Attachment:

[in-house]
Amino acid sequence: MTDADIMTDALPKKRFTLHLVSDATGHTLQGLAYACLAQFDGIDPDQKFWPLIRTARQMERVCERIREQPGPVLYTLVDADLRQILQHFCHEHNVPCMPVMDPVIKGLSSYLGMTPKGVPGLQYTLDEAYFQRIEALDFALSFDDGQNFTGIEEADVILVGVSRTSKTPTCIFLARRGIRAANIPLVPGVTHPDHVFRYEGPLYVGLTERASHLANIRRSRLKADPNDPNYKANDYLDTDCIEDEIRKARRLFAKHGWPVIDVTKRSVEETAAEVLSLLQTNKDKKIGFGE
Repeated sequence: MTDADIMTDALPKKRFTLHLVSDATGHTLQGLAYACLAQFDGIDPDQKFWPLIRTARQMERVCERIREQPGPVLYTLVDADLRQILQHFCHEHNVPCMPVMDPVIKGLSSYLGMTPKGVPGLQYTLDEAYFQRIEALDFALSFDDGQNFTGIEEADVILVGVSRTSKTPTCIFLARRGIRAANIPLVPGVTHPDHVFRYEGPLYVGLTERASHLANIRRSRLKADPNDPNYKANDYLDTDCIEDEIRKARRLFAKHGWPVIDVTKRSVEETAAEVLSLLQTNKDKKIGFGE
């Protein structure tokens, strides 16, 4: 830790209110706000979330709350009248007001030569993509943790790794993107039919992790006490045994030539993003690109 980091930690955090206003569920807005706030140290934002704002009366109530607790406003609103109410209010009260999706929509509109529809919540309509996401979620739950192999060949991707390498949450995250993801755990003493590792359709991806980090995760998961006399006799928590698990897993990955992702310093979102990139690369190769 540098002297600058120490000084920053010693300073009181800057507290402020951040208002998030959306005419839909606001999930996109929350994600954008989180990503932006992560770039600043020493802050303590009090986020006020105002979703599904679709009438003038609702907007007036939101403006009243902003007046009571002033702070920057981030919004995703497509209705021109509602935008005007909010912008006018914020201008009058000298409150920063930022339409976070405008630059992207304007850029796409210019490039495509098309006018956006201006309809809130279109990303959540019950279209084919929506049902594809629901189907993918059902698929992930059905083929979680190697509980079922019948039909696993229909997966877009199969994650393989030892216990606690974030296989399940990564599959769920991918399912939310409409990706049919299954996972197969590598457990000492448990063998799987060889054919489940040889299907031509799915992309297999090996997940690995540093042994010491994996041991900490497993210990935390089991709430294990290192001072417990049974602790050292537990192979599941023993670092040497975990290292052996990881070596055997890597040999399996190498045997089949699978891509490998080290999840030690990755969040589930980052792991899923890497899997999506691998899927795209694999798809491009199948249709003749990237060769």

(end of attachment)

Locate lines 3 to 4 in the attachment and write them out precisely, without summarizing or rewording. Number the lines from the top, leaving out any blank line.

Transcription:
Repeated sequence: MTDADIMTDALPKKRFTLHLVSDATGHTLQGLAYACLAQFDGIDPDQKFWPLIRTARQMERVCERIREQPGPVLYTLVDADLRQILQHFCHEHNVPCMPVMDPVIKGLSSYLGMTPKGVPGLQYTLDEAYFQRIEALDFALSFDDGQNFTGIEEADVILVGVSRTSKTPTCIFLARRGIRAANIPLVPGVTHPDHVFRYEGPLYVGLTERASHLANIRRSRLKADPNDPNYKANDYLDTDCIEDEIRKARRLFAKHGWPVIDVTKRSVEETAAEVLSLLQTNKDKKIGFGE
């Protein structure tokens, strides 16, 4: 830790209110706000979330709350009248007001030569993509943790790794993107039919992790006490045994030539993003690109 980091930690955090206003569920807005706030140290934002704002009366109530607790406003609103109410209010009260999706929509509109529809919540309509996401979620739950192999060949991707390498949450995250993801755990003493590792359709991806980090995760998961006399006799928590698990897993990955992702310093979102990139690369190769 540098002297600058120490000084920053010693300073009181800057507290402020951040208002998030959306005419839909606001999930996109929350994600954008989180990503932006992560770039600043020493802050303590009090986020006020105002979703599904679709009438003038609702907007007036939101403006009243902003007046009571002033702070920057981030919004995703497509209705021109509602935008005007909010912008006018914020201008009058000298409150920063930022339409976070405008630059992207304007850029796409210019490039495509098309006018956006201006309809809130279109990303959540019950279209084919929506049902594809629901189907993918059902698929992930059905083929979680190697509980079922019948039909696993229909997966877009199969994650393989030892216990606690974030296989399940990564599959769920991918399912939310409409990706049919299954996972197969590598457990000492448990063998799987060889054919489940040889299907031509799915992309297999090996997940690995540093042994010491994996041991900490497993210990935390089991709430294990290192001072417990049974602790050292537990192979599941023993670092040497975990290292052996990881070596055997890597040999399996190498045997089949699978891509490998080290999840030690990755969040589930980052792991899923890497899997999506691998899927795209694999798809491009199948249709003749990237060769």